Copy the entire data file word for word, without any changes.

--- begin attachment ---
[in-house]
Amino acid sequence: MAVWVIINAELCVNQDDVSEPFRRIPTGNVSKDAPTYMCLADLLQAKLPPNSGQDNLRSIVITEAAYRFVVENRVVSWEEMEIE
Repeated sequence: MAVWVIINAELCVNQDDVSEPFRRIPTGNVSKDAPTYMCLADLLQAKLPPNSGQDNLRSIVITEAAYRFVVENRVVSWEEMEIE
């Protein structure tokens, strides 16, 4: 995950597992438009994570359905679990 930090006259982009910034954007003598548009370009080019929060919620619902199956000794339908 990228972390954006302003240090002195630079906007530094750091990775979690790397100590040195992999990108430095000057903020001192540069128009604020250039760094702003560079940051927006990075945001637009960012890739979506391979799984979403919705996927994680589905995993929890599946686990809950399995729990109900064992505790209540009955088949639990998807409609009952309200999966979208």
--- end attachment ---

[in-house]
Amino acid sequence: MAVWVIINAELCVNQDDVSEPFRRIPTGNVSKDAPTYMCLADLLQAKLPPNSGQDNLRSIVITEAAYRFVVENRVVSWEEMEIE
Repeated sequence: MAVWVIINAELCVNQDDVSEPFRRIPTGNVSKDAPTYMCLADLLQAKLPPNSGQDNLRSIVITEAAYRFVVENRVVSWEEMEIE
């Protein structure tokens, strides 16, 4: 995950597992438009994570359905679990 930090006259982009910034954007003598548009370009080019929060919620619902199956000794339908 990228972390954006302003240090002195630079906007530094750091990775979690790397100590040195992999990108430095000057903020001192540069128009604020250039760094702003560079940051927006990075945001637009960012890739979506391979799984979403919705996927994680589905995993929890599946686990809950399995729990109900064992505790209540009955088949639990998807409609009952309200999966979208």